Queer cinema is in rude health. This year has seen the general release of, among others, Levan Akin’s And Then We Danced, Hong Khaou’s Monsoon and François Ozon’s Summer of 85, with Harry Macqueen’s Supernova and Francis Lee’s Ammonite still to come. However, much like the rest of everyday life, the ever-changing COVID-19 restrictions are bringing about disruptions to cinemas and subsequently the availability of these titles in a shared public space.
These restrictions, along with the closure of major cinema chain Cineworld (and its subsidiary company Picturehouse), have fuelled an industry-wide debate on the future of cinema, with many speculating that the traditional theatrical distribution model is in serious danger of becoming obsolete. One consequence of films being released on digital streaming platforms is the effect on LGBT+ viewers, for whom the shared viewing experience is of paramount importance.
For those queer individuals who grew up closeted, going to see an explicitly queer film openly in a public space would have been out of the question. Instead, we resorted to watching whatever queer content was available on television, or anything we could get hold of on DVD. For those living with family this viewing always happened in secret, after dark and most likely in the privacy of a bedroom.
By contrast, being able to proudly purchase a ticket for a queer film at the cinema and share the experience with a wide range of people is vitally important and often formative for queer individuals. Gone is the shame of having to hide who you are just to see yourself represented on screen.
Of course, as liberating as watching queer films in a shared space can be, it’s naïve to ignore the potential for discomfort. I’ve met a number of fellow cinemagoers whose viewing experience has been tainted by discriminatory reactions, including instances of audible homophobic comments from other audience members, people making vomit noises, tutting, gasps and walkouts. That queer audiences are still being subjected to such discrimination, albeit indirectly, is a disappointing reality. But this further highlights how vital positive screening experiences are for queer audiences, countering any potentially harmful incidents they may encounter.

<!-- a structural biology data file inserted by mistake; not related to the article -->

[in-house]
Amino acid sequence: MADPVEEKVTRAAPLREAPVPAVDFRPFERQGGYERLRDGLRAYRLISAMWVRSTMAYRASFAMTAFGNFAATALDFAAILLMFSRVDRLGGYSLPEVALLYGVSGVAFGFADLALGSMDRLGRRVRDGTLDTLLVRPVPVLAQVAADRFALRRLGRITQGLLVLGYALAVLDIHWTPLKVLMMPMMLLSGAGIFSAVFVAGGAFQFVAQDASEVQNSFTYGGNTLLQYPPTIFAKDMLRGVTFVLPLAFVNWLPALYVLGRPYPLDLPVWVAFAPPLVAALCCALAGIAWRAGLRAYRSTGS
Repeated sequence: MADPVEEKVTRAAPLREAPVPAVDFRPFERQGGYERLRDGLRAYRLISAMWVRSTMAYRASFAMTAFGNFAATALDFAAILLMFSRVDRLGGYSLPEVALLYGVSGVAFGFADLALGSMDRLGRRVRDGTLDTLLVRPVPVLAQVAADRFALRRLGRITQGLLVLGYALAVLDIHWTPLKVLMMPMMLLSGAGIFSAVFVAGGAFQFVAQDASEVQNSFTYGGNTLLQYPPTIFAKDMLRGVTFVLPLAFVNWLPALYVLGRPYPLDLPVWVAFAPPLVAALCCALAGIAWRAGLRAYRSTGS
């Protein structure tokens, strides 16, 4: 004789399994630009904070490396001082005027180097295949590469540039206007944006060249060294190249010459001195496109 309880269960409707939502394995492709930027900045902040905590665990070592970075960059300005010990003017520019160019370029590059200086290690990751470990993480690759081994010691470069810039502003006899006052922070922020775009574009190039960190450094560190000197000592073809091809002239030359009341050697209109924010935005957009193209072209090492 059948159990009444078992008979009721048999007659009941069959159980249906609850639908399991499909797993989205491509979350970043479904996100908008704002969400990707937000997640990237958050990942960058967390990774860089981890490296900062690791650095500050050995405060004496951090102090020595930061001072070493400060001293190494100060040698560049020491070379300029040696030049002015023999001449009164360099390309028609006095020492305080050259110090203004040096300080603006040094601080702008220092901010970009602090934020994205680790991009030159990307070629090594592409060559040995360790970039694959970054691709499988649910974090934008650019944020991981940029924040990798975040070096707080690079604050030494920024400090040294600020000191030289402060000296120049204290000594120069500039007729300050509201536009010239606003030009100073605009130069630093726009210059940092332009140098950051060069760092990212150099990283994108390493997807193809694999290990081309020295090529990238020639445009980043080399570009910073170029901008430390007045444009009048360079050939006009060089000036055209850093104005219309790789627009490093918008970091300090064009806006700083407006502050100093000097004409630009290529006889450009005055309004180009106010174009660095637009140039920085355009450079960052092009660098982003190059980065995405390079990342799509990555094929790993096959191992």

The potential closure or so-called “death” of cinema robs queer audiences of these positive experiences; something as simple as watching a film with two queer leads and it feeling like nothing out of the ordinary. This needs to become the norm and taking away the opportunity for public screenings is ultimately detrimental to progress.
Shared cinema experiences can also help queer individuals to explore and even discover their sexuality. Seeing an audience react positively to the queer content on screen can be vital to those still wrestling with their identity. There are many queer people whose stories of coming out centre around film, and while these aren’t always viewed in a cinema, this shared experience is no doubt a contributing factor. The recent teen drama Love, Simon is a common example of a film with this power – a power that is only enhanced in a cinema with an open-minded audience.
So while film fans are right to be concerned about the future of cinema, the loss of these essential experiences for queer viewers should not be overlooked. Queer audiences deserve cheers when the boy gets the boy, or the girl marries the girl. It helps to reaffirm the truth that, despite what many of us have grown up with, our sexuality is normal and deserves to be just as much a part of cinematic narratives as heteronormative ones. These should and need to be enjoyed together.
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